Over a month after the nation’s toughest immigration law took effect in Alabama, hundreds of Hispanic students are still missing from the state’s public school system–and they are likely gone for good.
On Monday, a whopping 1,807 Hispanics in the state didn’t show up to school, according to the number of student absences provided to POLITICO by the Alabama Department of Education. This is about 800 more than what was considered a normal absentee count among Hispanic youth before parts of the state’s immigration law were approved at the end of September. On Tuesday, the number was 1,540.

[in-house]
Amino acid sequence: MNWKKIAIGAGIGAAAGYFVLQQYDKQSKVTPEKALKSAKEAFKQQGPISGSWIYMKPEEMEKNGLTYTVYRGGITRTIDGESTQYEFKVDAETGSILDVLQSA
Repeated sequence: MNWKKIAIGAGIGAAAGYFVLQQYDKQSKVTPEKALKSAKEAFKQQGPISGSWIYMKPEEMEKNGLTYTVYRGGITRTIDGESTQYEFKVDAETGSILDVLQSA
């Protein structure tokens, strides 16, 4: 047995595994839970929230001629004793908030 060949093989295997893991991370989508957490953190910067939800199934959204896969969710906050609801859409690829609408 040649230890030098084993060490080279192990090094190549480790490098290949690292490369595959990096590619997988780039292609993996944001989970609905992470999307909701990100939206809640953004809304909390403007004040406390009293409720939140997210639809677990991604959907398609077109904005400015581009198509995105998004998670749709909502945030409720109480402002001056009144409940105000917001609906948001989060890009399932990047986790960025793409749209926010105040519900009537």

The department’s spokeswoman, Malissa Valdes, said the absentee figure for Hispanic students has continued to hover hundreds higher than the pre-immigration law average following an initial spike of absentees after the law kicked in.
“If a student comes to school and they fill out a form of withdrawal, they are officially withdrawn, and the school would not mark them as absent. But if the student stops showing up, we will never know and they will continue to be marked as absent [until the end of the school year],” Valdes said.
She added, “Administrators expressed that [some] Hispanic students left giving the reason that their parents have decided to move. You could assume that would have some impact on the permanent loss of any students.”
Still, a few hundred absences in a state that has an estimated 35,000 Hispanic students is relatively small–certainly far less noticeable than the thousands of Hispanic students that didn’t show up in school at the end of September–and education officials in some counties say they have hardly noticed any lingering effects.